Here are some tips to help you stay safe from scams:
|What are the warning signs?||How do I protect myself?|
|Unexpected contact, or repeated calls||If you get cold-called, the safest thing to do is to hang up. If you get unexpectedly contacted by email, it’s always best to simply ignore it.|
|Requesting your PIN or password||A genuine bank or organisation will never ask for these types of personal details. Never give them if prompted.|
|Requesting personal details or financial information||Never give them if it’s not for a service you want.|
|Tempting returns that sound too good to be true||If an investment sounds too good to be true then it probably is. Trust your instinct and do not proceed.|
|Offering reassurance about the risks involved||If you are told not to worry about the risks and that the investment is safe, don’t simply accept that it’s true.|
|Exclusive offers||If you are told the offer is only available to you, or you are asked not to tell anyone else about the opportunity, this is a sign it’s not genuine. Do not engage in any further communication.|
|Unnecessary time pressure, for example you’re told it’s a time-limited offer, or you are offered a bonus or discount if you invest before a set date.||Don’t be pressured into acting quickly – a genuine bank or financial services firm won’t mind giving you time to think.|
|Request to send money to a new company bank account||
Fraudulent bank accounts can be set up in the name of a legitimate company. It’s very rare for established companies to set up new bank accounts. If you are asked to send money to a new Quilter bank account, do not proceed. Contact the Quilter company you are invested with, or check with your financial adviser. You can also report it via our online scam reporting form.
|Receiving a ‘clone’ email that seems to be from a real firm||
If unsure, always use the contact details on the FCA Register, not the details the firm gives you.
You should also check the firm’s details with directory enquiries or Companies House to make sure they’re the same.
If you are an International investor, you can check the FSA Isle of Man register.
|Unrecognisable email address||
If you get an email, expand the pane at the top of the message and see exactly who it has come from – if it’s a scam, the email address of the sender may be filled with random numbers or be misspelled.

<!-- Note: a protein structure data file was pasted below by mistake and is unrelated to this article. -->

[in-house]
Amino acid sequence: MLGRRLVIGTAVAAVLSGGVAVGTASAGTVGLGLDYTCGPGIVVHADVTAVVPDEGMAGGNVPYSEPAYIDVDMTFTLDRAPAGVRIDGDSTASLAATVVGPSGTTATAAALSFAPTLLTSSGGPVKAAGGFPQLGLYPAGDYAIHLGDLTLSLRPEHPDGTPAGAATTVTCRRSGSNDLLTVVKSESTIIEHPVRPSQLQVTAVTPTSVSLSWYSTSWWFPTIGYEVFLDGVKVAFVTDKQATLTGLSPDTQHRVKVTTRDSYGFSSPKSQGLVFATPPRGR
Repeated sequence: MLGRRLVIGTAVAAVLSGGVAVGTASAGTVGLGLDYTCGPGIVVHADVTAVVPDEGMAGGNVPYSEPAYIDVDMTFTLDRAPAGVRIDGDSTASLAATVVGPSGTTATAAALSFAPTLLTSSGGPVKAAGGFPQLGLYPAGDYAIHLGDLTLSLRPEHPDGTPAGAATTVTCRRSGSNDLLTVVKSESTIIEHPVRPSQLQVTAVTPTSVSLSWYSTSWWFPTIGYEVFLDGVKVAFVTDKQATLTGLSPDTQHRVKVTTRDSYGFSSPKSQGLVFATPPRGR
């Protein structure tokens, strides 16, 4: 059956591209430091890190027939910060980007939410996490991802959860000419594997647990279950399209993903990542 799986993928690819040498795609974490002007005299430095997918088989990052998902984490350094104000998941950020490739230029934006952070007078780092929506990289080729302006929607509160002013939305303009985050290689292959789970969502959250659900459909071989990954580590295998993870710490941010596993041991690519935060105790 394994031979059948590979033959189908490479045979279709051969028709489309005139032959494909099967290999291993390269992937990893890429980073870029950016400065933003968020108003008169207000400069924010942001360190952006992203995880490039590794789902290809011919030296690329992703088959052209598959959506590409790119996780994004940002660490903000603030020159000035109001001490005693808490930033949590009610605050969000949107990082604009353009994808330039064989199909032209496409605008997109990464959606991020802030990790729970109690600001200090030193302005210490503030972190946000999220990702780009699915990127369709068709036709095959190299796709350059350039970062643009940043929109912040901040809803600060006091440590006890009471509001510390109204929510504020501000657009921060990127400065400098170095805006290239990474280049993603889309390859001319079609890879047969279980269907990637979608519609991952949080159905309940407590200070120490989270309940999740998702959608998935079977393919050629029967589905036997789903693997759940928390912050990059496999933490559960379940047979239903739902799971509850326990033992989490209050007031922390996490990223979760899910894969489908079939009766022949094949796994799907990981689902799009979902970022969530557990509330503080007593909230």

Below is a list of Quilter’s legitimate email addresses. If you have been contacted by someone you do not recognise using any variation of these address which is not on the list; or if you have any other security concerns, please forward the email to email@example.com
Quilter carry out customer satisfaction surveys from time to time. To help us do this we have partnered with InMoment, a leader In Customer Feedback Management.
The email address used for these surveys is: firstname.lastname@example.org
|Unconfirmed changes on your account||If you have any doubts at all about what you are being asked to do, check with your provider. Always use contact details you can trust, for example the phone number on your bank statement or policy documentation.|
|Be wary of fraudulent apps and non-official app stores||Quilter has identified that a small number of its apps have been impersonated on non-official app stores. Whilst we proactively search for potentially malicious apps and websites, please be aware that our apps can only be downloaded from either Apple’s App Store or Google Play. These are the only two stores from which Quilter has authorised its apps to be downloaded.|
|Websites with unofficial url addresses||
Make sure you are visiting our official websites. If you are a customer with us you will find the relevant web address printed on any letters we send you.
The Quilter group’s company web addresses are listed below. Any websites that look very similar but have some additional words or letters in them are likely to be fraudulent.
If you want to double check you are on one of our official sites, you can email us at email@example.com
Remember: always get independent financial advice before investing.